The calendula has arrived!I planted seeds early on, but never knew if they had taken hold, not quite sure how to distinguish their green sprouts from weeds. Suddenly though, there are beautiful orange and yellow flowers everywhere. It makes me happy to see them, bright and cheerful spots of color. Soon I will be turning them into oils and tincture, harnessing their wonderful healing properties.
I finally gave in to the seductive charm of the morning glories, allowing them to have their way with the garden. They have wound their grasping vines up and down the fences, and onto every plant, but oh, my little garden looks like a Monet painting now.The heart shaped green leaves and the vibrant purple flowers are everywhere, and the colors are accented by the little white flowers of the cilantro, chives, arugula and mint. I am letting them all flower and go to seed, allowing nature to do what it is meant to do. I hope some of them will reseed and come back next year. Even if that is not how it works, I love watching the bees go from flower to flower, knowing my plants are contributing to some luscious honey somewhere.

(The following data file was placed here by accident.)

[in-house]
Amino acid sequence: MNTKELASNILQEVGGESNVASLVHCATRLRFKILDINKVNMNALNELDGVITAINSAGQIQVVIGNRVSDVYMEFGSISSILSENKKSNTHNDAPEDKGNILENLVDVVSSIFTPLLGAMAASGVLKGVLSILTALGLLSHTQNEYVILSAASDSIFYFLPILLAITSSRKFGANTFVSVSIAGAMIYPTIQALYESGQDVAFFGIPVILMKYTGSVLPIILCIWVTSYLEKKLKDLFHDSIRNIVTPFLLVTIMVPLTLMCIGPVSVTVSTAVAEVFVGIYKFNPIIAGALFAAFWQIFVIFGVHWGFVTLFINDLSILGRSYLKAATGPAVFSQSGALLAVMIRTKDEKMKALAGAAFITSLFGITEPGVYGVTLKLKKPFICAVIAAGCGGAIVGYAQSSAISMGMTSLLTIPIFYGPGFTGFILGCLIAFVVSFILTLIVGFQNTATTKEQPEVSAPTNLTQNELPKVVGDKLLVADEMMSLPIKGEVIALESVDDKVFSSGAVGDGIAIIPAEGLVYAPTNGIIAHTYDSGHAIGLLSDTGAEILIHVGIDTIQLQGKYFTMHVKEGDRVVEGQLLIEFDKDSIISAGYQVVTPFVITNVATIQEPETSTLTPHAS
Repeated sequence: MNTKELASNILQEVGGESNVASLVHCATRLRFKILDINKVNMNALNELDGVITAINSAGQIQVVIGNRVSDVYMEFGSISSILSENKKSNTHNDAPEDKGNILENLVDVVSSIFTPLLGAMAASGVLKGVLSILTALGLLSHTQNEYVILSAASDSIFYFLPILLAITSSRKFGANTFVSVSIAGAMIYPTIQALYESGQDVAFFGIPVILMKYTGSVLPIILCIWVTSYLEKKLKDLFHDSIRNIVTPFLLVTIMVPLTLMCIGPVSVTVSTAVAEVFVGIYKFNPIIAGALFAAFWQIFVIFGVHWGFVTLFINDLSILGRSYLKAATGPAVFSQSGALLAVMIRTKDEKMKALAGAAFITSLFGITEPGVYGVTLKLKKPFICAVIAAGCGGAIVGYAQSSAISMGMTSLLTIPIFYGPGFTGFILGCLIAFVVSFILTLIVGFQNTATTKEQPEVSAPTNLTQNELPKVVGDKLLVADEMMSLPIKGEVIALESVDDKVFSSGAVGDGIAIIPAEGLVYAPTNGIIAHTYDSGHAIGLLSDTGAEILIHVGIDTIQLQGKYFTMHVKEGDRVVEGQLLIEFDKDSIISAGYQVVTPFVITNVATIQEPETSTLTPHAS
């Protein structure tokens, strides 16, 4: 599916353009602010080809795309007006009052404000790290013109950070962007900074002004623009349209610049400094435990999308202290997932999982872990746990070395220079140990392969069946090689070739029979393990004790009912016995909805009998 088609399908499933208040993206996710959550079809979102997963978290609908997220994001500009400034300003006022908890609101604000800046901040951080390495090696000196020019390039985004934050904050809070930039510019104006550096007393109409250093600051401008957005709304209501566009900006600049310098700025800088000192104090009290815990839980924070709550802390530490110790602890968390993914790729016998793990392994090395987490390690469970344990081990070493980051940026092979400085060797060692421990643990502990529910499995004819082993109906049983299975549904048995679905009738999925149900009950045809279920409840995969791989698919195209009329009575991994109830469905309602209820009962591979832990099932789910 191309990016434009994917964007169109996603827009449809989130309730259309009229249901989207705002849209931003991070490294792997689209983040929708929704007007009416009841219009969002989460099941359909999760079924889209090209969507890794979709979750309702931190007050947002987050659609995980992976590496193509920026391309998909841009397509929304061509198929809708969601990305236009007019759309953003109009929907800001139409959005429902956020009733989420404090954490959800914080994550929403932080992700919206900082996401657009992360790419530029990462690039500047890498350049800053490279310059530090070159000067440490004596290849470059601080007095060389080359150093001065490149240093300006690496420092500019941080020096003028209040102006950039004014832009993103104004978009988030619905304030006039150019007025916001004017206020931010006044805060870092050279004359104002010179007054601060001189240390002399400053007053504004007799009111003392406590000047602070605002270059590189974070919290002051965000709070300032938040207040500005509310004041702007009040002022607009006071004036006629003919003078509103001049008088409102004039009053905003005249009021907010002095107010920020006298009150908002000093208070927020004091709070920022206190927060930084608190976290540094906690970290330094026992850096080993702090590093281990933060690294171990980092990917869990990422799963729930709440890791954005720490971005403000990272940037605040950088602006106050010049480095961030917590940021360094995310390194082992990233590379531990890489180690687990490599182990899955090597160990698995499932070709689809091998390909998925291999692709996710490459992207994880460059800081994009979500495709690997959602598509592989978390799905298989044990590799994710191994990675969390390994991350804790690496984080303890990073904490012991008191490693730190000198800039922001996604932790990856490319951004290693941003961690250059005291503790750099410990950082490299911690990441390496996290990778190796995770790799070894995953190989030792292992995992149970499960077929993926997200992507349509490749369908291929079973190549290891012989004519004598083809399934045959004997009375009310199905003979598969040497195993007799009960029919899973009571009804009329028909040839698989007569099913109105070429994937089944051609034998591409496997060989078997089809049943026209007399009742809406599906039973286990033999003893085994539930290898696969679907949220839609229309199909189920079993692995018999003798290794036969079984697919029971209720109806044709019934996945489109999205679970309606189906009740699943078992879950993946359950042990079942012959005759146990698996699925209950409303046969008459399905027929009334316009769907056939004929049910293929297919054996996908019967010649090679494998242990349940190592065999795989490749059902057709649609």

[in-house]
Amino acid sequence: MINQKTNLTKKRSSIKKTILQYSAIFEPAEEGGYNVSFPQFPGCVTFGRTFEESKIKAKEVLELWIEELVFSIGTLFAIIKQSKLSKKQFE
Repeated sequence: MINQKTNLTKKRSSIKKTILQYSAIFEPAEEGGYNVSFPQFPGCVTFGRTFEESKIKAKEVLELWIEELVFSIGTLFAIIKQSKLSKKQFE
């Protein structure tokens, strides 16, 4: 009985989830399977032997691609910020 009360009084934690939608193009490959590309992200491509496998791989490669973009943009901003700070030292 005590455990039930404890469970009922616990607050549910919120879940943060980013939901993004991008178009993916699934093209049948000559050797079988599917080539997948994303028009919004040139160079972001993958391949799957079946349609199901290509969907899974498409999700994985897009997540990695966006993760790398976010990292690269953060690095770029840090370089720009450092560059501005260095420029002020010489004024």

I am letting the broccoli plants flower too, as the florets are covered in tiny little bugs and bug eggs. When I first discovered the sesame seed-like eggs under every leaf I thought of a friend of mine who rescues butterflies. I swallowed my squeamishness in the hopes that perhaps these eggs were the beginning of something beautiful. My kind and gentle friend hunts for eggs and caterpillars on wild milkweed, feeding them and keeping them in safe enclosures until they become adult butterflies. Then she sets them free. She told me she and her friend started to do the three R’s of Monarch work (rescue, raise and release) when they learned that only 1 Monarch in 100 survives to become an adult butterfly in the wild. What a beautiful gift to offer the world: saving butterflies.
My bug eggs turned out to be aphids that ruined my broccoli.